“Congress cannot—and should not—get into the business of deciding the results of our elections,” said Wicker, who has rarely opposed Trump in the Senate.

But yesterday, Wicker announced that he opposes bringing impeachment charges against Trump and also opposes any plan for Vice President Mike Pence and the Cabinet to invoke the 25th Amendment to remove Trump from office.

“In accordance with our Constitution, the orderly transfer of power will occur at noon on January 20. The best way for our country to heal and move past the events of last week would be for this process to continue,” Wicker said in a statement yesterday.

U.S. House Rep. Michael Guest, one of the four Mississippi Republicans who voted to overturn the election hours after last week’s insurrection, said in a statement yesterday that it is “vitally important that we turn our attention toward healing our nation following the events that took place at the Capitol” and “to focus on the common values we share as citizens of this great country and to put aside our perceived differences.”

“As we begin preparing for a transfer of power from one administration to another in less than 10 days, I believe it is vitally important to allow our nation to heal, and I believe these actions that are being pushed on the House floor would prevent our nation from beginning the healing process,” Guest said. “At this decisive moment in our history, we must focus on uniting our country and avoid stoking the fiery tensions currently consuming our nation.”

U.S. House Rep. Steven Palazzo, a Republican who represents Mississippi’s 4th Congressional District, joined an unsuccessful GOP effort to overturn the results of the 2020 election by refusing to certify the electoral college vote. Photo courtesy Rep. Steven Palazzo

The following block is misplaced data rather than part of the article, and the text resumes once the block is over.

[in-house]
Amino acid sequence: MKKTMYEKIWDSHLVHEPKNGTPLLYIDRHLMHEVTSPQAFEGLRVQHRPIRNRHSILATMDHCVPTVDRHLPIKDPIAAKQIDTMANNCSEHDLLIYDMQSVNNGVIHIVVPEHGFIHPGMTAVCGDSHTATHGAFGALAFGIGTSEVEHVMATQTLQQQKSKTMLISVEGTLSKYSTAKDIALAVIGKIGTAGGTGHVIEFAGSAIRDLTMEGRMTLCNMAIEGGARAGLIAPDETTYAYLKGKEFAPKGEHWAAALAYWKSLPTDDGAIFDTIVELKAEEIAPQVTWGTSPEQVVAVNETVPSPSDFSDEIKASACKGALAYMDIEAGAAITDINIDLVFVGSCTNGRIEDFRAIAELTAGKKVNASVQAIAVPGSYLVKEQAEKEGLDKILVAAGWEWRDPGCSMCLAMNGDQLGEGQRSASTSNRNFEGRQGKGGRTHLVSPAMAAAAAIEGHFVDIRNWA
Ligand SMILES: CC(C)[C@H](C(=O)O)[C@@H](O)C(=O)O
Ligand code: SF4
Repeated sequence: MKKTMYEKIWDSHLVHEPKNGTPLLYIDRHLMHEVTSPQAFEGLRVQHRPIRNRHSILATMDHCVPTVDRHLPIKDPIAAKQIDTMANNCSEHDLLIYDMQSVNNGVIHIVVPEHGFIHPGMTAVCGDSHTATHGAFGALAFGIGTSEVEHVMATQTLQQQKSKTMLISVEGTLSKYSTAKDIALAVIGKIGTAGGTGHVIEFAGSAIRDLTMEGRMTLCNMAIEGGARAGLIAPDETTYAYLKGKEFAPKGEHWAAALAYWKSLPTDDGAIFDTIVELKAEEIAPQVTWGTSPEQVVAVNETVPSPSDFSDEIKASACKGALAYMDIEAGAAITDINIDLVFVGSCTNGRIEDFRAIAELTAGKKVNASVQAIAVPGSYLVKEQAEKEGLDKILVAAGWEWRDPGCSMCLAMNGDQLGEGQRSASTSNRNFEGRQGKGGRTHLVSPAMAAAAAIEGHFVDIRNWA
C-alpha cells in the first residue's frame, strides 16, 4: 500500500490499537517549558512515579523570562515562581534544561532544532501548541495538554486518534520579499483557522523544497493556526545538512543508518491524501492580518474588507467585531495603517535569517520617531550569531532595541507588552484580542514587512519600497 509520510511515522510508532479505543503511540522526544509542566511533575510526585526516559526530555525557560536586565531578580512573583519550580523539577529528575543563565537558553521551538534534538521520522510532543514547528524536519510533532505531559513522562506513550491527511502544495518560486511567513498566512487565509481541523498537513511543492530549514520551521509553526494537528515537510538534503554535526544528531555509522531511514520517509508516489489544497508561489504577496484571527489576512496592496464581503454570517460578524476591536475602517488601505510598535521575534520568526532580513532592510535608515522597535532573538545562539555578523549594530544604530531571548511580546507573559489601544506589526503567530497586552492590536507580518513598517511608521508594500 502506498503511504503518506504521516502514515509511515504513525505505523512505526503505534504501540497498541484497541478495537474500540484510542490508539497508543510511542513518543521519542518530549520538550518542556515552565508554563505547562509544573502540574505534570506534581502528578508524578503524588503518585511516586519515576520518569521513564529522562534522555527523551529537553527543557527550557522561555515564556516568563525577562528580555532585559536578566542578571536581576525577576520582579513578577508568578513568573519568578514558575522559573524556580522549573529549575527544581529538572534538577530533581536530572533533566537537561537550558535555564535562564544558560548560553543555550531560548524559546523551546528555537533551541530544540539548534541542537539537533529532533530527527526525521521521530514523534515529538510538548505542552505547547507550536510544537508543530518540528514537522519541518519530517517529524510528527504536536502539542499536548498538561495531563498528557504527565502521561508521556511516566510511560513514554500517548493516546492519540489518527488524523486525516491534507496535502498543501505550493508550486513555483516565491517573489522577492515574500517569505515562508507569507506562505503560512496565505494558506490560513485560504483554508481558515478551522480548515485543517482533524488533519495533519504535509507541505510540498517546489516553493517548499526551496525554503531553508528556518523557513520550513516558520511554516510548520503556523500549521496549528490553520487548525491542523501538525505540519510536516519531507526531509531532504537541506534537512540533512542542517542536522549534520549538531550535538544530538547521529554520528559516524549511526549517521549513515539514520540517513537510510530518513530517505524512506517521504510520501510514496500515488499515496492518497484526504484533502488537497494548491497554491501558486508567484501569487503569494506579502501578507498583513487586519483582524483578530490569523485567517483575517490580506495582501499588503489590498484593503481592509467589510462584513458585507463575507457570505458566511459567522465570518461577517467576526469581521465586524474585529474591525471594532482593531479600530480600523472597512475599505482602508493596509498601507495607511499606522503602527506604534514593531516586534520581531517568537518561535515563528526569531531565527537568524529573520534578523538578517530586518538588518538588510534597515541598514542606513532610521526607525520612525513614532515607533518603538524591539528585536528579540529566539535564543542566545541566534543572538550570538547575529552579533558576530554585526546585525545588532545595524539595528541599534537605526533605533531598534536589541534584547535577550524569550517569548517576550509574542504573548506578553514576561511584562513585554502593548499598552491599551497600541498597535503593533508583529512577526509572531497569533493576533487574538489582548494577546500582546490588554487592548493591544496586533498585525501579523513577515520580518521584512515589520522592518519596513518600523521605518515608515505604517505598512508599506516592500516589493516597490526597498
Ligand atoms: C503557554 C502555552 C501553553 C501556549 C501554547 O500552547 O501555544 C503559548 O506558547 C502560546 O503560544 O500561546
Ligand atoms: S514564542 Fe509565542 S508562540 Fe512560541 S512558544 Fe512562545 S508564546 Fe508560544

Another Mississippi Republican who voted to overturn the election, U.S. House Rep. Steven Palazzo, offered a similar theme of “unity” in the days after the attacks.

In the days before the insurrection, the 4th Congressional District congressman repeated Trump’s false claims about election fraud and called for millions of votes in swing states Biden won “to be deemed fraudulent or void.” In a statement on Jan. 8, though, Palazzo claimed that his “efforts were not to overturn the election but to draw serious attention to the perceived unconstitutional acts and irregularities in several states”—none of which he described or specified.

“Like it or not, Joe Biden is now the President-elect. Joe Biden has promised to heal America and to be a president for all Americans. It is imperative that he live up to this promise,” Palazzo said in the Jan. 8 statement, before stoking conservative fears about alleged Democratic “radicalism.”

“I’ve been fighting the left’s radical agenda, and if it is implemented, it will destroy America as we know it. We will no longer stand as a free republic but fall to be a third-rate socialist country. There is more that unites us than divides us, and that’s where we must focus,” he said in the dizzying statement, which he ended by urging Americans to “set aside politics” and move forward.

In a statement yesterday, Sen. Wicker similarly said that he hopes to work with Democrats in the Senate on a “bipartisan” basis, but will “stand strong against any proposals that could lead our country toward socialism.” Neither Biden nor top leaders in the Democratic Senate have proposed any socialist policies.